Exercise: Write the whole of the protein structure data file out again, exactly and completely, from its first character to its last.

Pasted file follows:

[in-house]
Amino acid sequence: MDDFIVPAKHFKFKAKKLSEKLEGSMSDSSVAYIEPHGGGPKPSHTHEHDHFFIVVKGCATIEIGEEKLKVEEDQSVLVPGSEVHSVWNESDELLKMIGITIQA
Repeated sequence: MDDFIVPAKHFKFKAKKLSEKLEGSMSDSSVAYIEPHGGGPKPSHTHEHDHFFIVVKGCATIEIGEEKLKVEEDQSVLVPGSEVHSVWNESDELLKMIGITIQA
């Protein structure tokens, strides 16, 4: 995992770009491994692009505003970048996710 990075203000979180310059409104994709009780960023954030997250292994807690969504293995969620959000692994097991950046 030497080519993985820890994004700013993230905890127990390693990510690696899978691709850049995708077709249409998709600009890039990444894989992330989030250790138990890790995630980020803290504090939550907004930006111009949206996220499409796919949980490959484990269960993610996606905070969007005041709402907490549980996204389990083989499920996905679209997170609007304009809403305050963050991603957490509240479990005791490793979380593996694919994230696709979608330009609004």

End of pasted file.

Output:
[in-house]
Amino acid sequence: MDDFIVPAKHFKFKAKKLSEKLEGSMSDSSVAYIEPHGGGPKPSHTHEHDHFFIVVKGCATIEIGEEKLKVEEDQSVLVPGSEVHSVWNESDELLKMIGITIQA
Repeated sequence: MDDFIVPAKHFKFKAKKLSEKLEGSMSDSSVAYIEPHGGGPKPSHTHEHDHFFIVVKGCATIEIGEEKLKVEEDQSVLVPGSEVHSVWNESDELLKMIGITIQA
């Protein structure tokens, strides 16, 4: 995992770009491994692009505003970048996710 990075203000979180310059409104994709009780960023954030997250292994807690969504293995969620959000692994097991950046 030497080519993985820890994004700013993230905890127990390693990510690696899978691709850049995708077709249409998709600009890039990444894989992330989030250790138990890790995630980020803290504090939550907004930006111009949206996220499409796919949980490959484990269960993610996606905070969007005041709402907490549980996204389990083989499920996905679209997170609007304009809403305050963050991603957490509240479990005791490793979380593996694919994230696709979608330009609004």